Our son Charlie entered the world four weeks early on Sept. 20, 2001 via an emergency c-section. He was healthy, yet small, and loved by both his birth family and adoptive family! I spent three days in the hospital with Charlie and then left the hospital empty handed and broken hearted. All throughout my pregnancy and as I left the hospital that day, I held onto the fact that Charlie would be doubly blessed. Not only would he have one family that loved him — he would have two!
Even though we had an open adoption, I still struggled emotionally after his birth. I was grieving for the child I willingly lost. I gave him something more and better than I could at that time in my life. I gave him two parents who were financially, physically and emotionally ready to parent a second child. Although I knew I made the right decision for Charlie, it was incredibly difficult those first few weeks alone. I felt as if no one else really understood the turmoil that was going on in my heart.
Sleepless one night, I turned on my computer and began typing different adoption related words into my search engine. I was desperately looking for someone to talk with who would understand my pain. I came across many websites for adoptive parents but few for birth parents. Finally, I stumbled across an “Is anyone out there post?” on an adoption forum written by another birth mother named Leilani. I replied and we began chatting via email. Leilani’s daughter was born and placed in an open adoption just four days before my Charlie, which just happened to be my birthday.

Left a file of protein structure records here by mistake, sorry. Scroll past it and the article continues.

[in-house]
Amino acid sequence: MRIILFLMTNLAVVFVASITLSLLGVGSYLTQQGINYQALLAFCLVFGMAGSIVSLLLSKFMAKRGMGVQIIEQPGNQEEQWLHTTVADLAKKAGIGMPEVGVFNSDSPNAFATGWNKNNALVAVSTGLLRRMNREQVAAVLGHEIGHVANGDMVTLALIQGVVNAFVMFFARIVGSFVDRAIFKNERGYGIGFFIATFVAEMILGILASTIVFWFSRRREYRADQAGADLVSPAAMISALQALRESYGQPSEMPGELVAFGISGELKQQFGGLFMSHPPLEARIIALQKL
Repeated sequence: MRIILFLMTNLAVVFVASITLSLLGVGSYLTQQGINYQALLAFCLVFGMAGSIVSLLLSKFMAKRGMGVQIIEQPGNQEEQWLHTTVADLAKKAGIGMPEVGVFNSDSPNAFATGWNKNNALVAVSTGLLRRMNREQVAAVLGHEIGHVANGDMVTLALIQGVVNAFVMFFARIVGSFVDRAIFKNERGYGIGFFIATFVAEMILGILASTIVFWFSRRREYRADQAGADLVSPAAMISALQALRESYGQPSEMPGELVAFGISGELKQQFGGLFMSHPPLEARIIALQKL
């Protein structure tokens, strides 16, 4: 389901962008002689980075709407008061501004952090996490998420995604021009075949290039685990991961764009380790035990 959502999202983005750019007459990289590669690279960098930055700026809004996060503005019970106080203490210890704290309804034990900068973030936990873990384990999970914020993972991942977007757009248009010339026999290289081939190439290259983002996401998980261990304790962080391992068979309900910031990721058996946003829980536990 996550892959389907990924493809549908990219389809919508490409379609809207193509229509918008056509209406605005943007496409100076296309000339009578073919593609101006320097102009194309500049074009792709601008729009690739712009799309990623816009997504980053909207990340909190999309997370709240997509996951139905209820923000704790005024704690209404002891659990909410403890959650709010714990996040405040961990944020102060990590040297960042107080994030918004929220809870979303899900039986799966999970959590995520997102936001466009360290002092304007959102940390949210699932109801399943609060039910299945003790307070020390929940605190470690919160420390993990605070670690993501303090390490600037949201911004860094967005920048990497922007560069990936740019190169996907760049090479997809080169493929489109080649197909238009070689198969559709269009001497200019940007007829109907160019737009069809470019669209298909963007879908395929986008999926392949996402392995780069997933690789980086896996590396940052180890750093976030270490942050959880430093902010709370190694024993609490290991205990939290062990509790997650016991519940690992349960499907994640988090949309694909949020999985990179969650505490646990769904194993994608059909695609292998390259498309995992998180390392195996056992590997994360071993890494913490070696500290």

At first all we talked about was adoption — she understood what I was thinking before I could even get the words out of my mouth. Since our babies were the same age we were experiencing many of the same emotions and feelings at the same time. As time went on, our friendship strengthened and became about so much more than adoption; she is now truly my best friend. As we watched our birth children grow from a distance, our emotional pain began to lessen. We still had bad days and we had not forgotten our children, but were trying to move forward. We both knew we were making it through that grief because we had each other to lean on. We did not want others to have to go through all the searching that we did in order to find a friend who understood.
Based on that principle, together in February of 2003, Leilani and I started BirthMom Buds, a not for profit organization and website for birth mothers and pregnant women considering adoption. We wanted birth mothers to have a safe haven to go to so they could find other birth mothers and discuss their feelings. We never dreamed BirthMom Buds would become the successful National organization that it has today. Our organization provides birth mothers with an outlet, a way to meet other birth mothers, a means to begin healing, and much more. Our members range from teens to women in their sixties who placed during the baby scoop era.
Through BirthMom Buds, I have had the pleasure of meeting and befriending so many amazing birth mothers. I’ve also enjoyed becoming active in the adoption community and have shared my story with others publicly. I have mentored expectant mothers considering adoption. The opportunities have been endlessly amazing and I never would have had any of these opportunities had I not walked this path.
Charlie is now an independent teen. We have a relationship. He knows who I am, that I am his birth mother, and he is proud of the fact that he has two mothers.